The Volkswagen Group has effectively admitted to the U.S. Environmental Protection Agency that not one diesel model it sold in the U.S. since 2009 complies with emissions laws. Volkswagen and Audi officials told the EPA that all 3.0-liter TDI diesel engines sold in the U.S. between 2009 and 2016 were fitted with emissions-cheating “defeat devices,” the agency said Friday.
Previously, the EPA had identified around 10,000 3.0-liter diesel vehicles in the U.S. â€” from model years 2014, 2015 and 2016 â€” as emissions violators. But on Nov. 2 the Volkswagen Group denied the EPA’s claims that those models â€” including VW, Audi and Porsche â€” were fitted with cheating software. Now, however, VW says every single one of the larger diesel engines were fitted with software to cheat tailpipe emissions testing. Exactly how many cars that represents is not yet clear.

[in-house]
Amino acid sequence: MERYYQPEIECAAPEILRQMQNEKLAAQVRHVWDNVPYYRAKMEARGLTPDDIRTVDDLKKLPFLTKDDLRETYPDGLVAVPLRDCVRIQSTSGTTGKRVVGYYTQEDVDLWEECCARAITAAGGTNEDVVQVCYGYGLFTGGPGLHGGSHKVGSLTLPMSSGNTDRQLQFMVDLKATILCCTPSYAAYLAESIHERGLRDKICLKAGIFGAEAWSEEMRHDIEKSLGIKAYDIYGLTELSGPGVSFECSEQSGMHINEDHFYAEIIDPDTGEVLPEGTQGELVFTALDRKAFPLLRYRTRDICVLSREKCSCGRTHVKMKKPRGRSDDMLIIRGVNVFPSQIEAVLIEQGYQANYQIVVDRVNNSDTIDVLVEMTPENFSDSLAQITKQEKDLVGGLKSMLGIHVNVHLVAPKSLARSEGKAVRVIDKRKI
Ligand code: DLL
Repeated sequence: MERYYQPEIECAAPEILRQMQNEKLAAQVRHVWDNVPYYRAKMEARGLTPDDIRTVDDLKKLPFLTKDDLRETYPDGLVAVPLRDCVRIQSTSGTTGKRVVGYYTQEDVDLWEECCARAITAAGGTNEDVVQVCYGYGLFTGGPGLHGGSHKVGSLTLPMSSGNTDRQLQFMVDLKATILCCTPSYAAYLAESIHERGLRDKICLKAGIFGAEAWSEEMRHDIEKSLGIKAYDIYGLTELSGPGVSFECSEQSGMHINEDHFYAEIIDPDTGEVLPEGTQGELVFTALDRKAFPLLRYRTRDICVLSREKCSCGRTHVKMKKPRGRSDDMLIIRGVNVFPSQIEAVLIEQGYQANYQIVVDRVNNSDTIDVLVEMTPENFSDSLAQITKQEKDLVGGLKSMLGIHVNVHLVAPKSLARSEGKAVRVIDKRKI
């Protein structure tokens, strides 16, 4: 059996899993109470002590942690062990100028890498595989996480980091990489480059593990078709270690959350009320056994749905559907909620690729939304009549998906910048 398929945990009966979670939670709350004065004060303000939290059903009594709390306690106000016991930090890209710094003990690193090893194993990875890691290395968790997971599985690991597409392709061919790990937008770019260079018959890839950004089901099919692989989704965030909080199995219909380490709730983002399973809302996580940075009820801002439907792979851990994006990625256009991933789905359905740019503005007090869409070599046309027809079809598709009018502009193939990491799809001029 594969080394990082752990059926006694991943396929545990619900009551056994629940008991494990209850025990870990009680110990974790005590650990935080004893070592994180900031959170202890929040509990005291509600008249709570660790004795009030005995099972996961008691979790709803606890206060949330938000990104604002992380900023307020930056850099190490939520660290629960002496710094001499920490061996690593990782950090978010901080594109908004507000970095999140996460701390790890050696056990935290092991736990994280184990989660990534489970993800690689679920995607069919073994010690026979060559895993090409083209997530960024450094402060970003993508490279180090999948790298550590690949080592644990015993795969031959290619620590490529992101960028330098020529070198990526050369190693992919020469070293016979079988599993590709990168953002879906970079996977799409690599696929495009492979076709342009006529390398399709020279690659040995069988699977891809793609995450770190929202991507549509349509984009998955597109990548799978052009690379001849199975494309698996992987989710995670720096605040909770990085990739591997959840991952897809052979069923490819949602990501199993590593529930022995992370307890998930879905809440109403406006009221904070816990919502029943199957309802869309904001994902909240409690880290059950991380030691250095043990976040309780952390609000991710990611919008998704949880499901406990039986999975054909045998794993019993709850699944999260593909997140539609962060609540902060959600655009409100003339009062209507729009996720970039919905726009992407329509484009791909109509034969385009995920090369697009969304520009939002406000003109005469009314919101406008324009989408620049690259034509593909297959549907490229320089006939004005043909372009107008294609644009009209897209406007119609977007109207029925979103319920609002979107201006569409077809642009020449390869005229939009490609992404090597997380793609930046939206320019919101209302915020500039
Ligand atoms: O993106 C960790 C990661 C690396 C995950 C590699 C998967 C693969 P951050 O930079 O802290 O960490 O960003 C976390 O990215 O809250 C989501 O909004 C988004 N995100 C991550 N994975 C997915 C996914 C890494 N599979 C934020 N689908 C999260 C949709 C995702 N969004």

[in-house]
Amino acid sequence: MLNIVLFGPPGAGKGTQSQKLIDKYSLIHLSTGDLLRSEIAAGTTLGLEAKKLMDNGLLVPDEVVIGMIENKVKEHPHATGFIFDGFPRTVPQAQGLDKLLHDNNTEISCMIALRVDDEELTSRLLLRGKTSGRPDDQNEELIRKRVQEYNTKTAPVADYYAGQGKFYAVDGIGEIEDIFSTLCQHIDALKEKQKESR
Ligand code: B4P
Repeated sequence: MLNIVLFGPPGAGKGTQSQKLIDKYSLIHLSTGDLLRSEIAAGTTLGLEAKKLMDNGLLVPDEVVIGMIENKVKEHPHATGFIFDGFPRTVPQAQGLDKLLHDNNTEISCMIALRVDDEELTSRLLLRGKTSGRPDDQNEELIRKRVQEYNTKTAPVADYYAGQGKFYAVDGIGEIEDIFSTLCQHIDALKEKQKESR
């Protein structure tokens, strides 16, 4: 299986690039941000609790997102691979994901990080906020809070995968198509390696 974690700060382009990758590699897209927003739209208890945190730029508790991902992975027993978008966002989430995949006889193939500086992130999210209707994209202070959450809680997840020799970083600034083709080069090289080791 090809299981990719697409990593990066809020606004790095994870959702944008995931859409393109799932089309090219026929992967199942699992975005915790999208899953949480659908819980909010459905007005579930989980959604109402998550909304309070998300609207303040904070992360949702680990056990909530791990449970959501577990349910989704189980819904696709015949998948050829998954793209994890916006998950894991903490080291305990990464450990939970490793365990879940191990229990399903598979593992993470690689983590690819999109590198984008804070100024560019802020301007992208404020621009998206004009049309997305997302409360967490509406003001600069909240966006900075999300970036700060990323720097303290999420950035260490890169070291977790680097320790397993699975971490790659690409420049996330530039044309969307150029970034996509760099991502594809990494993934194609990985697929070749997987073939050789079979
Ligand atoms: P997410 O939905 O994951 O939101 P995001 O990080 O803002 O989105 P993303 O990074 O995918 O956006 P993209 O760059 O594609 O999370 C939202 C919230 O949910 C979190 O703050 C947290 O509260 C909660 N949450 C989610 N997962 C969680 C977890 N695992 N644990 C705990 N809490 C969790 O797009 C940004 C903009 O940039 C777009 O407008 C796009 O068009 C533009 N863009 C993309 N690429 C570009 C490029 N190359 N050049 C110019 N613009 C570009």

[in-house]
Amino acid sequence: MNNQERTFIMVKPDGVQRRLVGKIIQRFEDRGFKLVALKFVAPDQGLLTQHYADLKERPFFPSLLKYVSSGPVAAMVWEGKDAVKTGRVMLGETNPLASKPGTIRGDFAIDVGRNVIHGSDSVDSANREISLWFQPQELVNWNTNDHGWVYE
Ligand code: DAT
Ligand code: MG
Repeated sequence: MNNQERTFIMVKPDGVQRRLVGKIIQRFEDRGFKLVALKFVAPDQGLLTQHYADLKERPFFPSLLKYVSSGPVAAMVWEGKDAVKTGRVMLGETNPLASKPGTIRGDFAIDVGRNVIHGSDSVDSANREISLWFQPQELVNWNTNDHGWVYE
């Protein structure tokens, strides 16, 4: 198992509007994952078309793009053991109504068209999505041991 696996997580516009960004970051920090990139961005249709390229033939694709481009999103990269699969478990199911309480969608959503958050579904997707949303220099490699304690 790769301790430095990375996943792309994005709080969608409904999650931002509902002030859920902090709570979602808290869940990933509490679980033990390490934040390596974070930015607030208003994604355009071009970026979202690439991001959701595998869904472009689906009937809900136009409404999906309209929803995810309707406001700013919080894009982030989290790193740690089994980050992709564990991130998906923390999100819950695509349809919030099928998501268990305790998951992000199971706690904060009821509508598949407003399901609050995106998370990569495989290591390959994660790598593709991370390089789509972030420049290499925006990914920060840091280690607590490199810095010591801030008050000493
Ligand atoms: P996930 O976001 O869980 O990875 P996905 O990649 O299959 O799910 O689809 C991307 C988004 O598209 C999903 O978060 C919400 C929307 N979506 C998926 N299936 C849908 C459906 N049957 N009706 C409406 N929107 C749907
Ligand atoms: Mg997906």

New testing has revealed these engines produce as much as nine times the legal limit of tailpipe pollutants. The admissions about the 3.0-liter engines come on top of the previous revelations that similar cheating software had been installed on VW’s smaller 2.0-liter TDI engines for the 2009 to 2015 model years. That means every VW diesel sold from 2009 onward had the cheating devices. The widening scandal will likely bring an additional round of fines, lawsuits and angered dealers and owners.